- Thank you Aaron, My feelings exactly. If people would only accept the word copies and ask for copies which are very inexpensive in Africa then I am sure thatMessage 1 of 43 , Jul 4, 2012View SourceThank you Aaron,My feelings exactly.If people would only accept the word copies and ask for copies which are very inexpensive in Africa then I am sure that the carvers would love it. They are not trying to "rip off" anyone. They just need like the rest of us to earn a living and enough to marry and support their families.Maybe if they can say carver they can also sign their work and build their reputations for quality which would in turn encourage apprentices to learn more and improve their quality as well as future income.There is a huge decorator market demanding "Copies" to use in interior design and I suspect many people jumping at cheap and often ugly "tribal pieces" would jump at quality signed copies.A win win for all.Leave those who collect authentic to their passion and create a new sub group which already exists from "rip offs"I do feel a degree of responsibility to give back to all of those decorator carvers who have helped me build my collector business with crafts for a bank pacifier.We can joke about "rip offs" but I do not believe that the carvers who made them saw their work in the same light.Ann PorteusSidewalk Tribal GalleryTel: +61414340331Fax: +61362240331Office: +61362240331
On 04/07/2012, at 2:49 AM, Aaron Weston <impex7@...> wrote:Why do people assume certain items are created to "RIP OFF" tourist? I've seen copies of Benin and Ife Bronzes, made in the United States, created by non Africans, selling for thousands of dollars and no one seems to be concerned about being "RIPPED OFF"! Why? I've never seen any African force a tourist to buy an item, even in the West, it's buyer beware!..... Everyone has to feed themselves and their families.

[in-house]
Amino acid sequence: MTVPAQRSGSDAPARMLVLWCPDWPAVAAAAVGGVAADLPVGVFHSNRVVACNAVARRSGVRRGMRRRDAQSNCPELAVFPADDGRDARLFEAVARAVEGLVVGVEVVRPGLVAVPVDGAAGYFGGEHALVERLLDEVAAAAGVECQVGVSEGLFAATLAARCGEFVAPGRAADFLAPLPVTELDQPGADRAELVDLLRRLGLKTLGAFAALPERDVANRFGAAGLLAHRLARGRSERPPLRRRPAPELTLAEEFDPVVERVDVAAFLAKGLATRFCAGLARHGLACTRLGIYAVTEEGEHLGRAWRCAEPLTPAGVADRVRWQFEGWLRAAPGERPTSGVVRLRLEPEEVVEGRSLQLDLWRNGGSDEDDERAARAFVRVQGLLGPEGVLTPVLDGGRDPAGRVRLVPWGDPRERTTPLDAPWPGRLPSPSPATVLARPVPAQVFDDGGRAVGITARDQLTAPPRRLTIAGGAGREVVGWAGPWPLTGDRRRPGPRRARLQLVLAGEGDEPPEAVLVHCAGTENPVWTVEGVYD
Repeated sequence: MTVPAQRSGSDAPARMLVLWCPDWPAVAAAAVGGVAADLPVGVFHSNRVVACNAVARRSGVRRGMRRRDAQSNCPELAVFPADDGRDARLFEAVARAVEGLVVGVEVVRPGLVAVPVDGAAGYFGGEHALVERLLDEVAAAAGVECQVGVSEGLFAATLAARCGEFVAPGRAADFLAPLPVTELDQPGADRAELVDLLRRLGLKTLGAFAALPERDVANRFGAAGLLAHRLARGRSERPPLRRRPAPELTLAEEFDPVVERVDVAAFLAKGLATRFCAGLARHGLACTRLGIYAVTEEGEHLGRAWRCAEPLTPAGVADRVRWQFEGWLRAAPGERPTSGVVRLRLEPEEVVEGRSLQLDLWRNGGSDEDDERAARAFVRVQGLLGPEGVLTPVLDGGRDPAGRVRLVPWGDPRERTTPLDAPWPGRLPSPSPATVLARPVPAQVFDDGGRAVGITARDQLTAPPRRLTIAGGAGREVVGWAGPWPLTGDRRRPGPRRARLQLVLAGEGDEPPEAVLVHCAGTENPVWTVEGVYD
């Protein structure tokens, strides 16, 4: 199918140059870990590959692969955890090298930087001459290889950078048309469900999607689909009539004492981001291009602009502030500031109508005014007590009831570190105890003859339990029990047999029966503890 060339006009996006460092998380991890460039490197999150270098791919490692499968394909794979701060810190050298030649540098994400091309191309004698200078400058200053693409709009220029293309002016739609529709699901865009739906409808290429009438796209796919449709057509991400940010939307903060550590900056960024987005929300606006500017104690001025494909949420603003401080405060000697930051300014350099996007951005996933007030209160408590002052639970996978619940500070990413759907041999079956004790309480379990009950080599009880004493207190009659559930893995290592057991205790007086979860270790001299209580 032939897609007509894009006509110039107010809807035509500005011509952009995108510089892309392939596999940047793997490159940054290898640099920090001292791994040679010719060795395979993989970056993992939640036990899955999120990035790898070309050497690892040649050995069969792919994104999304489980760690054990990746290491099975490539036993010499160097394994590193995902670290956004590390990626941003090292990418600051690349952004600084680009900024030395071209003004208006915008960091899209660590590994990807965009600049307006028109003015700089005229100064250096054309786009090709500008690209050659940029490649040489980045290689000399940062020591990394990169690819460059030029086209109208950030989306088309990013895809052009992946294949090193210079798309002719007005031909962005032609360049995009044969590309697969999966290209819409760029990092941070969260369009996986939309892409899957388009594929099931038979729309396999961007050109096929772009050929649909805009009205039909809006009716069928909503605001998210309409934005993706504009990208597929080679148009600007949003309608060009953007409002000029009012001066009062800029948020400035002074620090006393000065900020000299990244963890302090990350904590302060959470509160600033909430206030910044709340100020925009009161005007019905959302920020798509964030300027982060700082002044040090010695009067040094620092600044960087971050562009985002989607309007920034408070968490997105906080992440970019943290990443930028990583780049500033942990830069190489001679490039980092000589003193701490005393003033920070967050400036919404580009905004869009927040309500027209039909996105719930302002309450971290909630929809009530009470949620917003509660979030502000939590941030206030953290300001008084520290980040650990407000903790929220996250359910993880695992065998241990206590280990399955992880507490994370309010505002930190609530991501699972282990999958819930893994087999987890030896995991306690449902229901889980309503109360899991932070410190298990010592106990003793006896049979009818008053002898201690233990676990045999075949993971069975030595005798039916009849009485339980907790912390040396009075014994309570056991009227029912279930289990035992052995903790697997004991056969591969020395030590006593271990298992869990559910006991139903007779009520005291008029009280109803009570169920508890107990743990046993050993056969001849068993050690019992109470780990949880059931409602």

- Without getting too close to the swirling vortex of this topic/discussion which all too often leads to temporal distortions of character and intellect, I wishMessage 43 of 43 , Oct 9, 2013View SourceWithout getting too close to the swirling vortex of this topic/discussion which all too often leads to temporal distortions of character and intellect, I wish merely to make an observation on the topic of 'aesthetics'...ORIGIN late 18th cent. (in the sense ‘relating to perception by the senses’): from Greek aisthētikos, from aisthēta ‘perceptible things,’ from aisthesthai‘perceive.’ The sense ‘concerned with beauty’ was coined in German in the mid 18th cent. and adopted into English in the early 19th cent., but its use was controversial until late in the century.I have often found in my assessment of tribal pieces that 'age' and 'use' are important elements on the sliding scale of assigned value used to guage my own aesthetic which may or may not conform to the aesthetic perceptions or values of others. Indeed there are some pieces where age is the primary contributing factor to what I perceive as 'beauty' in the piece. This is true for 'use' also and together they can add dimension to a piece that just can't be found in newer productions. That being said … there are also times when the quality of work … or the expression given a piece makes up for what is missing in age. Most collectors probably have some pieces like this even if they prefer those with a more refined pedigree. While I agree that the values assigned are often distorted and even as Richard said, manipulated, the law of supply and demand reigns supreme in the world of art - 'art has no price' - is a quote I hear from dealers - especially at the high end. The good news is that there is an entry point for anyone interested in the art of Africa. In the early stages of collecting one is well served however to learn that the 'perception of the senses' is something also that gets manipulated. It is therefore crucial to do your homework, to hone your eye and to refine your own aesthetic as you invest more and more time and money into the venture.I agree with another poster that Ed gave a very good evaluation and feedback on the piece presented - thank you! I learned a thing or two from your generous efforts.daniel